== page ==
© 2021 USA TODAY, a division of Gannett Satellite Information Network, LLC.
30 June, 2021 - 11:42pm
With 2021 half over, we look back on the top 10 cruise stories of the first six months of 2021 as the industry continues a staggered return to service.
On Jan. 25, 2021, the first cruise ships to have their sailings cancelled completed one year without passengers. To mark the occasion, Cruise Industry News published a retrospective of the events that lead to a full cruise industry stop.
While the pandemic has closed shipyards and delayed cruise lines' plans, up to 46 ships are still scheduled to debut before December. Thirty of these were set to be delivered during the year. The other 16 are new ships that could welcome the passengers for the first time after 2020 deliveries.
In a surprising move, Royal Caribbean sold its Azamara brand to Sycamore Partners, a private equity firm specializing in consumer, retail and distribution investments. The deal was completed in March and included Azamara’s three-ship fleet.
In March, England announced the resumption of domestic cruising in the country starting in May. With that, several cruise lines announced plans to reenter service in the region, including MSC, Viking, P&O, Royal Caribbean and more.
With most ships still out of service, the three major cruise companies continued to burn through cash in 2021. In May, the combined cash burn rate for Carnival Corporation, Royal Caribbean Group and Norwegian Cruise Line holdings was approximately $990 million per month.
After much wait, the U.S. Centers for Disease Control and Prevention released updates to its Conditional Sail Order in May and April, effectively allowing cruise ships operations to restart. Carnival was one of the first cruise lines to get the CDC approval for operations in Florida and Texas.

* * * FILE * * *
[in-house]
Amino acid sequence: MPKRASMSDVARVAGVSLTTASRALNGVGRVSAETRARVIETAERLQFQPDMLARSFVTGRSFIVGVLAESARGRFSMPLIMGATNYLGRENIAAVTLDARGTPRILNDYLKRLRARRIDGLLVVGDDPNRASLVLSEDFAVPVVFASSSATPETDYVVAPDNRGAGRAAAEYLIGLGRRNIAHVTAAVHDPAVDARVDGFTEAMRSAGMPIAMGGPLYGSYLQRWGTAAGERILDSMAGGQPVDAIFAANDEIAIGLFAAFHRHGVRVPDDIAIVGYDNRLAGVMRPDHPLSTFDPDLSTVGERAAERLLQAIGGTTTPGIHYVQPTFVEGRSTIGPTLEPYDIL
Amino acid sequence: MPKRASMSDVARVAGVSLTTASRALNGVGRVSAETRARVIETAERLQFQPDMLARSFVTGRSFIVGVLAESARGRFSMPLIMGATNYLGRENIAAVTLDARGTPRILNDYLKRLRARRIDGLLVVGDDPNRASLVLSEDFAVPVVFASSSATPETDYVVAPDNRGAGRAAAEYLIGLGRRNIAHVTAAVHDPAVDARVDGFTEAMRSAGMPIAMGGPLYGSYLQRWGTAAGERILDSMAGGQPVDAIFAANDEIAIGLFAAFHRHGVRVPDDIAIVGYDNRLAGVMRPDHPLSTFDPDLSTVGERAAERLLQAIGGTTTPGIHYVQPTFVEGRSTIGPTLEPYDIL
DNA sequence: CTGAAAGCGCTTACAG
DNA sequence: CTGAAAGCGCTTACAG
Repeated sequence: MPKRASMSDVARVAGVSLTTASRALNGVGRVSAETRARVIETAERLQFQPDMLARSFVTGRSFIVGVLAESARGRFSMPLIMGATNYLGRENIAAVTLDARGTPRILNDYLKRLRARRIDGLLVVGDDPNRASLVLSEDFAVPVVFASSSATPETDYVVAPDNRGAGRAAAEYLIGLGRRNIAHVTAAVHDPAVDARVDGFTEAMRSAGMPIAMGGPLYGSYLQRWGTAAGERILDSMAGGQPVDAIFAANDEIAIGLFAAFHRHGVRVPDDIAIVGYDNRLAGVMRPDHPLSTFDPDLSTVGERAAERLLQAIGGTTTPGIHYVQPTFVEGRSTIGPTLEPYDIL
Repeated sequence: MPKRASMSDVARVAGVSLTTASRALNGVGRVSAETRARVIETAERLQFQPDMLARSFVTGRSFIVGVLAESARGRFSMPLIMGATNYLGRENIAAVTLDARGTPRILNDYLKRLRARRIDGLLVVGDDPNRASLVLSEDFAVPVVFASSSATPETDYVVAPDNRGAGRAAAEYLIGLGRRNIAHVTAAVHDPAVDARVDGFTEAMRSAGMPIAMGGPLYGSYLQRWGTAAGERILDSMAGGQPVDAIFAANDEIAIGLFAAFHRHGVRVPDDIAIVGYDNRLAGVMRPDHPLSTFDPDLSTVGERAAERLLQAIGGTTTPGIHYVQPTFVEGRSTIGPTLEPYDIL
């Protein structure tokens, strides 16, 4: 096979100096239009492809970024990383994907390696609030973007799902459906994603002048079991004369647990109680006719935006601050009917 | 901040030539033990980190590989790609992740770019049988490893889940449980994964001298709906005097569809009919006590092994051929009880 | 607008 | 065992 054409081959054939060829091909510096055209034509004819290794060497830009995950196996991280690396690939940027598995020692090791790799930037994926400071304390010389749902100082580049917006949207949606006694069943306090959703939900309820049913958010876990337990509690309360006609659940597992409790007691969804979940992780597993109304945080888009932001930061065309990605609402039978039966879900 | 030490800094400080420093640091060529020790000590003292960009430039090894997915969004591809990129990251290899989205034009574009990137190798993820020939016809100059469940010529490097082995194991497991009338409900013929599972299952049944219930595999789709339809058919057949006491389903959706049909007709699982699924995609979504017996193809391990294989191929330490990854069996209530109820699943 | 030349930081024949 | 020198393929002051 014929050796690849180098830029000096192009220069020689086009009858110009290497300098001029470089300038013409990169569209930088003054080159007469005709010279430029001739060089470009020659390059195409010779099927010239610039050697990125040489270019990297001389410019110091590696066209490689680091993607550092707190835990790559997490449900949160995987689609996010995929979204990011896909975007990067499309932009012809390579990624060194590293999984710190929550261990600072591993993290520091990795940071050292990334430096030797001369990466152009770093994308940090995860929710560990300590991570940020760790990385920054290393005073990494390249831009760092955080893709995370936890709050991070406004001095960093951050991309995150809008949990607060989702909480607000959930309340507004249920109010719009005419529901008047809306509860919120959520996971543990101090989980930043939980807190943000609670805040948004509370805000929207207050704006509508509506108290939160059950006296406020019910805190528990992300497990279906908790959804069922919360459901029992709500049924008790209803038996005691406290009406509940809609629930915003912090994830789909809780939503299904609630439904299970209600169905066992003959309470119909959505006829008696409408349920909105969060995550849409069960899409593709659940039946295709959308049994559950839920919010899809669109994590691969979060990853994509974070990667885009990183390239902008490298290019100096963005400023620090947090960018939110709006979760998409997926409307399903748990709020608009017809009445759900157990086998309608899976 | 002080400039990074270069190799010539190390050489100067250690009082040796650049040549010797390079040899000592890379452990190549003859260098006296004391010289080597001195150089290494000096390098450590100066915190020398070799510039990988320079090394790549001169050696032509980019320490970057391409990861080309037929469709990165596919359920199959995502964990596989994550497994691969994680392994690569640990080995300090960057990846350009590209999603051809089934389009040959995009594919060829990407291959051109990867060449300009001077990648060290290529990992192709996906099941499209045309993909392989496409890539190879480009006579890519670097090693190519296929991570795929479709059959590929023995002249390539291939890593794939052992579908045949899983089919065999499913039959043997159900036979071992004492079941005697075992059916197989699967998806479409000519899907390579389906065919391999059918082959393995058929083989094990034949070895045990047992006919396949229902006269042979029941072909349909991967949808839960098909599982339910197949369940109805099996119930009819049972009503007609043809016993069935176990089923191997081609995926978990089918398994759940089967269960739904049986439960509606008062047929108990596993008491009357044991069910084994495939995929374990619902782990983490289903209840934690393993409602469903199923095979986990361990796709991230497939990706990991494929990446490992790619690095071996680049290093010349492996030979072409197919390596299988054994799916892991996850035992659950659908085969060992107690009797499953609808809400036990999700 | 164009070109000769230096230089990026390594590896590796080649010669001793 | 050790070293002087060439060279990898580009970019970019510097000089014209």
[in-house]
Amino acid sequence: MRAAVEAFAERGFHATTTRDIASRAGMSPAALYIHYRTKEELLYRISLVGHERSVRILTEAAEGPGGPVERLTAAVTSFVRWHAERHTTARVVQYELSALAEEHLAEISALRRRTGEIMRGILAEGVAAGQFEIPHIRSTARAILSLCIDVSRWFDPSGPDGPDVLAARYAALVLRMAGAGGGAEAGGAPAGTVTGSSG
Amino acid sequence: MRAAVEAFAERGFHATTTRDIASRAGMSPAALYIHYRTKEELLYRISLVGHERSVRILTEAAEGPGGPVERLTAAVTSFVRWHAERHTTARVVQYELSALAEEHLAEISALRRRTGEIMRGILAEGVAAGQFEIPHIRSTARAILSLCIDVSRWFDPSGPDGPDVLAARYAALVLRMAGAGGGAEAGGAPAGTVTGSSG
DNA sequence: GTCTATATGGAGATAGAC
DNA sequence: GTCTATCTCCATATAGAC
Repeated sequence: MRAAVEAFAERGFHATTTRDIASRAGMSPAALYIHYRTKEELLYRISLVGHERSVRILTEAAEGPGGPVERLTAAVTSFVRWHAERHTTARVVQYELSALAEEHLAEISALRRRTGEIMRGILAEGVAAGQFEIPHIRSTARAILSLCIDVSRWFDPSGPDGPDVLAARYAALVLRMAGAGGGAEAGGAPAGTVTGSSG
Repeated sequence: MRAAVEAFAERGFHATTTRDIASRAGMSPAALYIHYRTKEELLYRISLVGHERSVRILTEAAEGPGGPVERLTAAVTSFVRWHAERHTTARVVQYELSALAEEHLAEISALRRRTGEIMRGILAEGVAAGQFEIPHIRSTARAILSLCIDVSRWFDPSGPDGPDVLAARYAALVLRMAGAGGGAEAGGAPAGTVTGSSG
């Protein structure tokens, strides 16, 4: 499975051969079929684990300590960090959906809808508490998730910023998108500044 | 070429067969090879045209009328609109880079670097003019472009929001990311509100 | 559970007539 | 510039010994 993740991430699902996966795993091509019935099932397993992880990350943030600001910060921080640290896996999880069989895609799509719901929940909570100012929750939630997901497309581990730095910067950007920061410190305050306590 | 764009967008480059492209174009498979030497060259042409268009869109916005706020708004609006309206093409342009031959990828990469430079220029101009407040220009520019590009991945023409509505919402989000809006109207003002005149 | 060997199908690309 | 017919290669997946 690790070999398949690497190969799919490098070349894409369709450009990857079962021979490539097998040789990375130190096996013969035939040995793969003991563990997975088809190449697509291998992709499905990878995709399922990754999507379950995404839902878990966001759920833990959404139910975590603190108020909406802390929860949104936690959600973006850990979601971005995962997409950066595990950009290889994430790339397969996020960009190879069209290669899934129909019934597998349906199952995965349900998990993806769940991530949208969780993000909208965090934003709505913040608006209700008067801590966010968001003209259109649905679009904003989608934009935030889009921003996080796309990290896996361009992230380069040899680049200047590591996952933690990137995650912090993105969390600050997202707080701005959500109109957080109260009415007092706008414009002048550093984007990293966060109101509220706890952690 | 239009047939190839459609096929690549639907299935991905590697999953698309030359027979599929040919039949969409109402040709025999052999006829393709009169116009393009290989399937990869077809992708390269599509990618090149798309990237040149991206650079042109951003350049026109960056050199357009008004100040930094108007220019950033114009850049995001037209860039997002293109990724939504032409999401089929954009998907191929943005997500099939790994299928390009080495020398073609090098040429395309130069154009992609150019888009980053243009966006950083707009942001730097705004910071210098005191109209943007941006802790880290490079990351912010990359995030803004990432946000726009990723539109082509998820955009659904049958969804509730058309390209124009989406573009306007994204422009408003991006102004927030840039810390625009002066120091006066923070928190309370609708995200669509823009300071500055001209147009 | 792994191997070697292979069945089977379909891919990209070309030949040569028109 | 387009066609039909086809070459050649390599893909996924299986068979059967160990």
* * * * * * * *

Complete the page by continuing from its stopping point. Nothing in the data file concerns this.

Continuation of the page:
On May 24, U.S. President Joe Biden signed the Alaska Tourism Restoration Act into law, temporarily allowing foreign-flagged cruise ships to sail in the region without having to dock in Canada first. The law paved the way for the majority of cruise ships to operate in Alaska this summer, with Carnival, Princess, Holland America, Royal Caribbean, Celebrity, Norwegian and other brands announcing restart plans for the region.
With 1,105 passengers onboard, the Celebrity Edge departed Port Everglades on June 26, marking the first revenue sailing for a large cruise ship from a U.S. port in 15 months. The Celebrity Cruises vessel was the first ship above the 250-person mark to sail, having received the green light from government authorities.
As the global fleet prepares to return to service, shipyards saw an uptick in cruise ship drydocks in 2021. With most of the fleet still out of commercial service, cruise operators took the opportunity to get work, as well as necessary classification society inspections, done before the actual resumption.
In May, Norwegian Cruise Line revealed its new Norwegian Prima, the first in a series of six newbuilds. With a capacity for 3,215 guests, the vessel is set to debut in 2022 and features an all-new design.